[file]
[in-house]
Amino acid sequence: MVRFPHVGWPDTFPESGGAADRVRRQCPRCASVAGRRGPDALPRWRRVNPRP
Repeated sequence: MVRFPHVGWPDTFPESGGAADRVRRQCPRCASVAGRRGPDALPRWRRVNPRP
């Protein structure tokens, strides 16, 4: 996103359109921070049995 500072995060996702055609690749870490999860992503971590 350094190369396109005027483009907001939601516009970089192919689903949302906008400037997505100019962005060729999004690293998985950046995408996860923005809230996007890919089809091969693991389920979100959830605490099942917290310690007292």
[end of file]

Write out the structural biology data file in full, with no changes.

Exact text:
[in-house]
Amino acid sequence: MVRFPHVGWPDTFPESGGAADRVRRQCPRCASVAGRRGPDALPRWRRVNPRP
Repeated sequence: MVRFPHVGWPDTFPESGGAADRVRRQCPRCASVAGRRGPDALPRWRRVNPRP
């Protein structure tokens, strides 16, 4: 996103359109921070049995 500072995060996702055609690749870490999860992503971590 350094190369396109005027483009907001939601516009970089192919689903949302906008400037997505100019962005060729999004690293998985950046995408996860923005809230996007890919089809091969693991389920979100959830605490099942917290310690007292």